Consider your digital twins, moving across platforms that adhere to different ethical systems. How can you be sure that they will be treated with the same level of “respect” if source and destination adhere to different ethical systems?
Is anyone expecting China, South Korea, Russia or Iran (to name a few) to have exactly the same interests in protecting citizen’s data as the EU? Is that even happening with mainstream Big Tech platforms in western cultures, to begin with? Ask Snowden.
One quick example extracted from RFC 1087, where the Internet Activities Board (IAB) expresses their repudiation of “unethical and unacceptable any activity which purposely: [...] (e) compromises the privacy of users.”
That’s coming from an organization with dozens of engineers working for Big Tech, which invests all energies in extracting citizens’ data by any means possible.
Now think of AI and all the buzz around Ethics. I am forever perplexed at this one.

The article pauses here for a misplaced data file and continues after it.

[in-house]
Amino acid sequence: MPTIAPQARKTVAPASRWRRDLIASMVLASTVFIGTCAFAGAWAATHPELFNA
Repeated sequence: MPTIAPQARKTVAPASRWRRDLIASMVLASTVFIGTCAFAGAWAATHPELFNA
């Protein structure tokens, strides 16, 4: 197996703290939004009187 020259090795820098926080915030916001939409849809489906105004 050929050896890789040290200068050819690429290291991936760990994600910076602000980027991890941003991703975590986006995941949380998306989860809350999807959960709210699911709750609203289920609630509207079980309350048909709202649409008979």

To base our technology on ethics is a fool’s errand and a very dangerous one at that. We need to be reminded that technology is morally agnostic and that it is largely unaffected by traditional borders. It is however built by people so their role as NextGen Rights Defenders can’t be understated.
More concerning even, these (assumedly) well intentioned yet confusing set of ethical propositions say nothing about how to implement them so we are confronted into further segmentation, even inside a given ethical adherence.
The solution: finding a minimum common denominator that is universally applicable to people anywhere in the world. In other words: Ethics must give way to Rights.
Despite having different levels of implementation (International, national, local), the main quality of Rights is that they usually tackle universal features of human existence. I’ll get into more details in the next episode though let’s quickly say that all humans can benefit from things such as Freedom of Expression or Freedom of Movement, regardless of your cultural milieu because their absence inevitably leads to their demise. You don’t get to talk, you can’t express your needs, you’ll end up dying. You can’t move to where the food and safety is, you’ll end up dying. It very much is that simple.